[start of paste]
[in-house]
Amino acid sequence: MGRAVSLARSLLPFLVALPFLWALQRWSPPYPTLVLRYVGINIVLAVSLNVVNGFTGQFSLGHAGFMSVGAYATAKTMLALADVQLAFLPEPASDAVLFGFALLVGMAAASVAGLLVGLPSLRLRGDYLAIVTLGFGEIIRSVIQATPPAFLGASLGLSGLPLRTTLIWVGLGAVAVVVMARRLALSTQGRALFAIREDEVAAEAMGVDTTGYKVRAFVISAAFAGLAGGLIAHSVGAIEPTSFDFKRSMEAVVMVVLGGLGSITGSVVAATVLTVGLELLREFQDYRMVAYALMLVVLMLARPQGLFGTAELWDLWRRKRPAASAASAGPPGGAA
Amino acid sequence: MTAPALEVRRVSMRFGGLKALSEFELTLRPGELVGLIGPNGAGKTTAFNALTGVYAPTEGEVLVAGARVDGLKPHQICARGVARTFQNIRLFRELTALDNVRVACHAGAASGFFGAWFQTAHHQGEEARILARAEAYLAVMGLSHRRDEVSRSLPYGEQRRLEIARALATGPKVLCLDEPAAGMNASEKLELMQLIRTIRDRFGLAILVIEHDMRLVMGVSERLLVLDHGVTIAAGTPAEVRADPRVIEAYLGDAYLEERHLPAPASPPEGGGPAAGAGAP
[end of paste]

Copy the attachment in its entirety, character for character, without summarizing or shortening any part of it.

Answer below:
[in-house]
Amino acid sequence: MGRAVSLARSLLPFLVALPFLWALQRWSPPYPTLVLRYVGINIVLAVSLNVVNGFTGQFSLGHAGFMSVGAYATAKTMLALADVQLAFLPEPASDAVLFGFALLVGMAAASVAGLLVGLPSLRLRGDYLAIVTLGFGEIIRSVIQATPPAFLGASLGLSGLPLRTTLIWVGLGAVAVVVMARRLALSTQGRALFAIREDEVAAEAMGVDTTGYKVRAFVISAAFAGLAGGLIAHSVGAIEPTSFDFKRSMEAVVMVVLGGLGSITGSVVAATVLTVGLELLREFQDYRMVAYALMLVVLMLARPQGLFGTAELWDLWRRKRPAASAASAGPPGGAA
Amino acid sequence: MTAPALEVRRVSMRFGGLKALSEFELTLRPGELVGLIGPNGAGKTTAFNALTGVYAPTEGEVLVAGARVDGLKPHQICARGVARTFQNIRLFRELTALDNVRVACHAGAASGFFGAWFQTAHHQGEEARILARAEAYLAVMGLSHRRDEVSRSLPYGEQRRLEIARALATGPKVLCLDEPAAGMNASEKLELMQLIRTIRDRFGLAILVIEHDMRLVMGVSERLLVLDHGVTIAAGTPAEVRADPRVIEAYLGDAYLEERHLPAPASPPEGGGPAAGAGAP